One Memorable Look: Mr Bob Marley’s Natty Navy Tracksuit
Mr Bob Marley and The Wailers, Battersea Park, London, 1977. Photograph by Mr Adrian Boot/UrbanImage
There was nothing particularly remarkable about 42 Oakley Street in southwest London. From the outside, it was just like any other Chelsea townhouse – both grand and unassuming, in that uniquely British way. But for a brief period in the late 1970s, this smart Georgian property was home to Mr Bob Marley.
Along with his band The Wailers, Marley had returned to London in 1977, where they wrote and recorded material that became the album Exodus. Music was his first love, but football came a close second and some mornings the band would make the short journey south of the river across the Albert Bridge to the muddy expanse of Battersea Park for a kickabout.
Rather than let grey skies deter him, Marley observed the unpredictable British weather and remained unmoved. “If you didn’t exercise in England when it rains,” he once quipped, “then you wouldn’t get much exercise at all.”
Here, with his locs furled into a burgundy and cream beanie cap and his trousers hastily tucked into his socks, Marley exudes a carefree attitude that belies the real reason he’d come to London. These images of him playing football in the park, mere months after the assassination attempt that forced him and his family to flee Jamaica, were really ones of quiet defiance.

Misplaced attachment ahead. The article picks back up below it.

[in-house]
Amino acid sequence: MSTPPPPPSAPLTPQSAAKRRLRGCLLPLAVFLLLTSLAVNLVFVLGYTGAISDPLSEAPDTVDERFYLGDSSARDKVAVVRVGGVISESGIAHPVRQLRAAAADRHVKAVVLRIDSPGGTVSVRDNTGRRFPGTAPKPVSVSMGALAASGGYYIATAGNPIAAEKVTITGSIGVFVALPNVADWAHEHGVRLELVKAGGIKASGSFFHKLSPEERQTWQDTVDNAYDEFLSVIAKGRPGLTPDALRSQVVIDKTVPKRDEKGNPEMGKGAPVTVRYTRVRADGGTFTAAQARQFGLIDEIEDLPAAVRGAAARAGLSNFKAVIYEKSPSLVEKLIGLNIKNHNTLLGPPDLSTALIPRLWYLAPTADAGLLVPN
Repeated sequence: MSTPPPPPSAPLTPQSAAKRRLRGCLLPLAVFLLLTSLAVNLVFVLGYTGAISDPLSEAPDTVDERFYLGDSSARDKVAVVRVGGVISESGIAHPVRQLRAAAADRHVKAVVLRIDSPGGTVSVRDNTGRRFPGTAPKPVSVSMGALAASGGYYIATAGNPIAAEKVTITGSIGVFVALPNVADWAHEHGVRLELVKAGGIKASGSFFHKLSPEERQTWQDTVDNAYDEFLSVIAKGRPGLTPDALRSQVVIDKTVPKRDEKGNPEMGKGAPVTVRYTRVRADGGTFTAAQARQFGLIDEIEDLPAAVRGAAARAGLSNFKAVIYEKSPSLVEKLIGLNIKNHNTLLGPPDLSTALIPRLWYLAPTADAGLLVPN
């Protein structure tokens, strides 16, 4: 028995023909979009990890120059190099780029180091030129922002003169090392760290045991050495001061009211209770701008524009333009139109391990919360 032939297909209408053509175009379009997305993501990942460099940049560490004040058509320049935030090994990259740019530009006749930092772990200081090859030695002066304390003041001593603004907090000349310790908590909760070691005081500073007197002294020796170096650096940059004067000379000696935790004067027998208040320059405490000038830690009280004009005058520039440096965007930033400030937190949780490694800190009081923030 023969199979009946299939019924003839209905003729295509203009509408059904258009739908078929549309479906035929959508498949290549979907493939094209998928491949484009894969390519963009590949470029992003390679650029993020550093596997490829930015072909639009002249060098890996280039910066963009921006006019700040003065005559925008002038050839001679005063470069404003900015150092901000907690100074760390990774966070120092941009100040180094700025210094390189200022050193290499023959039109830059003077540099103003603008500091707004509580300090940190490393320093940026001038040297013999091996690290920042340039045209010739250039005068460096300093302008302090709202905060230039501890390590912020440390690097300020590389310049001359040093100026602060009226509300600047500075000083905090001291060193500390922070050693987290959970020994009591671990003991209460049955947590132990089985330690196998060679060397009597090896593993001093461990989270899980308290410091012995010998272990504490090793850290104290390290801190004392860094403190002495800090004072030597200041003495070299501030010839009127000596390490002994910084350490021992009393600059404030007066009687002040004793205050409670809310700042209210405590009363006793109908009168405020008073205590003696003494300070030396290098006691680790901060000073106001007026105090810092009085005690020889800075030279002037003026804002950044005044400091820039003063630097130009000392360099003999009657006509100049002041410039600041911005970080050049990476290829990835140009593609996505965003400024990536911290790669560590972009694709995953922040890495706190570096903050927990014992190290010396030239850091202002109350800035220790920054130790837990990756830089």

Mr Bob Marley, Battersea Park, London, 1977. Photograph by Mr Adrian Boot/UrbanImage
Dressing for a spring morning in Battersea called for more layers than the singer would have typically been accustomed to in the Caribbean. On this occasion, he paired a striped woolly sweater with a slim-fitted navy tracksuit, a look that was quintessential Marley in London and eventually became his signature style.
The origins of this apparently personalised piece aren’t clear, but most signs point to adidas, to which Marley was known to have an allegiance (some say because it sounds like Addis Ababa, the capital city of Ethiopia and the birthplace of Rastafarianism). As well as its classic three-striped tracksuits, Marley was regularly photographed wearing bright yellow adidas T-shirts, thigh-grazing shorts and a rotating selection of its sneakers (here he’s seen in his trusty adidas Copa Mundials).
Mr Gary Aspden, the chief curator of adidas’ 2017 Spezial collection, which referenced Marley’s navy tracksuits, recognises the reggae icon as one of the first people “to adopt head-to-toe sportswear as a look off the field” before rappers started to follow suit in the next decade.
Most recently, the influence of this outfit can be seen in the clothes of British-Jamaican designer Ms Grace Wales Bonner. Last year, she debuted her Lovers Rock collection and accompanying adidas collaboration, which was largely inspired by Marley and featured contemporary, subtly elevated takes on his 1970s tracksuits.
Of Marley’s style, Wales Bonner says she was attracted to “how he manages to wear sportswear in a very elegant way”, and this elegance is expertly reapportioned throughout the collection. Rollneck knits and tailored pieces sit alongside navy, slimline tracksuit bottoms, three-stripe track tops in Dancehall Pink and red, gold and green beanies.
Marley embodies the ease and effortlessness that’s made the tracksuit an enduring off-duty staple, but there’s a sense of foreboding to these images, too. It was at another football match that same year, in Paris, where the singer sustained the injury that led to the discovery of his cancer, the disease that killed him at the age of 36.
Looking back, Marley in his navy tracksuit and beanie cap was a picture of joy, youth, health and freedom, playing the sport he lived for in the city he called his “spiritual home”.
The people featured in this story are not associated with and do not endorse MR PORTER or the products shown